However, I did document it for everyone.
Since header pins are all round useful, add some header pins to the RX, GND and VDD spots on the LCD board. Solder these header pins on, like seen in the image below:
These three pins will join accordingly to the 3 pin terminal block on the PCB. Keep track of the colours I used for the connection (green = VDD, yellow = GND, orange = RX).
4. Preparing the Batteries
In this build of the Tastic RFID Thief, instead of the suggested 2 x 6 battery case solution, I was forced to instead use 3 x 4 battery case solution.
Basically, connect the battery packs up like the image below (Note: Don’t solder all the connections until you’re happy with the arrangement and the switch has been added):
In the image above, you may notice the lack of a switch in between the last battery back and the terminal block on the PCB. When building the RFID tastic, my friend and I added the switch later, after confirming that the battery circuit was working fine.
The entire circuit is below (without the RFID reader connected):
5. Connect the PCB to the HID Maxiprox
By using the header pins we put into the PCB earlier, we can easily make a connection from the PCB to the reader. The photo below, shows how it could be done (colour coding to help you out):
You may notice that I have not connected the wires for the LCD, this was because for some reason it was somehow shorting the entire circuit. I concluded that it was either faulty, or that I had messed up something with the power distribution, however as soon as it was removed, everything was working fine, consistently.
6. Finishing Up With Hardware
To finish up the project, simply hold everything down with electrical tape. To make sure that the PCB does not move around when the Tastic is closed, you can use double sided tape or something similar.
One of the biggest issues included making sure that the height of everything placed inside of the maxiprox was less than the actual height of the maxiprox. If anything were higher, then the casing would not close without extra pressure (which is seriously not recommended).
Additionally, you may need to set your Maxiprox to the following settings in the image below:
and the voltage level to the following setting:
Even though I don’t have any photos of setting it up, in the finalisation stages, it’s also recommended to fix the missle switch/regular switch into the hole provided in the Maxiprox.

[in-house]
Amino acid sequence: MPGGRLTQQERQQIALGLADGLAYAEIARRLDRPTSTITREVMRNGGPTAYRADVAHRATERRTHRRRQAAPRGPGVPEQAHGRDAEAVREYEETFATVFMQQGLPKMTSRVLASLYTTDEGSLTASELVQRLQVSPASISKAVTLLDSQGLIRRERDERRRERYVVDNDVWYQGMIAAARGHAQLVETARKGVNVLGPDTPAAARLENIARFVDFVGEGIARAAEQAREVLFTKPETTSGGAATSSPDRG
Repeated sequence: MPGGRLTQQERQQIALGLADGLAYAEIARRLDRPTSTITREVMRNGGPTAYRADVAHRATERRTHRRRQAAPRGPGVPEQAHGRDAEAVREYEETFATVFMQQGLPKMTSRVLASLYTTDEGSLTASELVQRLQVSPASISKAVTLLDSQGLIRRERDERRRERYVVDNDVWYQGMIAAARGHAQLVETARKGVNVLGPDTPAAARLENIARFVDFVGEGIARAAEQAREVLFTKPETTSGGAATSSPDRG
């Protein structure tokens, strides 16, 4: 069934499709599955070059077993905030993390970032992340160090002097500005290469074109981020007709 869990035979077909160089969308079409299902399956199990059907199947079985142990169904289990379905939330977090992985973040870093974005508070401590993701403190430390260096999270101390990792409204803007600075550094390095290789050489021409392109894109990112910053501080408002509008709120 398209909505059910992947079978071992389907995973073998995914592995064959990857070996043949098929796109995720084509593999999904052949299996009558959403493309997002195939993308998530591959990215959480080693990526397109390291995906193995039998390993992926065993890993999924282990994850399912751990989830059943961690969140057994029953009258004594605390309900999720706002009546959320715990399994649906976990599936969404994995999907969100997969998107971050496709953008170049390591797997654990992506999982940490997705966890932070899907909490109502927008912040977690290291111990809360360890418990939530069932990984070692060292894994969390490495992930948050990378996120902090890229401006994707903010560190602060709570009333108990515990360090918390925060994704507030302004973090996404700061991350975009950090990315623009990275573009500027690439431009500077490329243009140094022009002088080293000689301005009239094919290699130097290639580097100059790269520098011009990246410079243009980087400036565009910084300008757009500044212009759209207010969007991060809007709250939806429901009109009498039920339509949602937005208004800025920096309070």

The final version of the Tastic RFID Theif looked something like this:
Notice the missile switch to the right of the PCB.
7. Uploading Code to the Arduino
This part is quite simple.
- Download the Ardunio software here: http://arduino.cc/en/main/software
- Download the Tastic RFID source code here: http://www.bishopfox.com/download/814/
- Download the SDFat Library for Arduino here: http://sdfatlib.googlecode.com/files/sdfatlib20111205.zip
- Read the following guide to help install the SDFat Library: http://arduino.cc/en/Guide/Libraries
- Compile the project to ensure no errors arise, and then simply connect the arduino on the PCB to your computer via a mini USB cable
- Select your respective device and COM port from the options of the Arduino IDE and click the upload button
Once the code is uploaded, put in the microSD card into the microSD card reader on the PCB, ensure that no connections are damaged or missing and keep an eye out on the LCD screen (if one is attached).
The building process is now complete. Feel free to flick the switch on and make sure that your RFID cards are being read and written to the microSD card.
I really do recommend reading Bishop Fox’s page on the tastic, and watching their video demonstrations to give you even more of an understanding of how the tastic works and how to build it.
Good luck and feel free to contact me along the way!
For near instant help, just tweet @infosec_au, otherwise, feel free to leave a comment and I’ll reply when I can.
Thanks to Daniel Castillo for his help in building the RFID Tastic.